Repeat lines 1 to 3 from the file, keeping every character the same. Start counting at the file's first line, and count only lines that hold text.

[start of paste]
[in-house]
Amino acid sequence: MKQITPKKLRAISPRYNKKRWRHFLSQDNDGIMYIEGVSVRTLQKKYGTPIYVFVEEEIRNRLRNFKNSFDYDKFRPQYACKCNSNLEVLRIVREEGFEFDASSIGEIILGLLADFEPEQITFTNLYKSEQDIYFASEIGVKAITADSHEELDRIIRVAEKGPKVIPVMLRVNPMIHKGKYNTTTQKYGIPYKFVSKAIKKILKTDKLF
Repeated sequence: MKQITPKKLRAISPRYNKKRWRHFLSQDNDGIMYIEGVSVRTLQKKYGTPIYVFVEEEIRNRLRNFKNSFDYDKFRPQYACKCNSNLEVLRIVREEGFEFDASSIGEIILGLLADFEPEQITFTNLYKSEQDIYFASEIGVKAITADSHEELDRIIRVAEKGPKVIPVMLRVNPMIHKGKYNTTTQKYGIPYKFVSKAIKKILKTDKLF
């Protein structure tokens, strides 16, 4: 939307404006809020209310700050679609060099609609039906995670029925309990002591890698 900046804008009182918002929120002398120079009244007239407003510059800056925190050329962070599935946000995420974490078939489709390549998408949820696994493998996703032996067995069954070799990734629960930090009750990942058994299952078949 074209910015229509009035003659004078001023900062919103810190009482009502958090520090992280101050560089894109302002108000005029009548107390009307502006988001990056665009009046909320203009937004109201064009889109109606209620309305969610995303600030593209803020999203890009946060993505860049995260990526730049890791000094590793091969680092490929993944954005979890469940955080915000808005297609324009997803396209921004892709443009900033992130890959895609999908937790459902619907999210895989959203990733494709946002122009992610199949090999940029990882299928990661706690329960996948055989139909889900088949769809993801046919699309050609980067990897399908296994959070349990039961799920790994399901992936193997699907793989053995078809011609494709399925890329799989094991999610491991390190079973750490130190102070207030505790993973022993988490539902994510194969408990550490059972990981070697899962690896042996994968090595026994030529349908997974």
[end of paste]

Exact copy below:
[in-house]
Amino acid sequence: MKQITPKKLRAISPRYNKKRWRHFLSQDNDGIMYIEGVSVRTLQKKYGTPIYVFVEEEIRNRLRNFKNSFDYDKFRPQYACKCNSNLEVLRIVREEGFEFDASSIGEIILGLLADFEPEQITFTNLYKSEQDIYFASEIGVKAITADSHEELDRIIRVAEKGPKVIPVMLRVNPMIHKGKYNTTTQKYGIPYKFVSKAIKKILKTDKLF
Repeated sequence: MKQITPKKLRAISPRYNKKRWRHFLSQDNDGIMYIEGVSVRTLQKKYGTPIYVFVEEEIRNRLRNFKNSFDYDKFRPQYACKCNSNLEVLRIVREEGFEFDASSIGEIILGLLADFEPEQITFTNLYKSEQDIYFASEIGVKAITADSHEELDRIIRVAEKGPKVIPVMLRVNPMIHKGKYNTTTQKYGIPYKFVSKAIKKILKTDKLF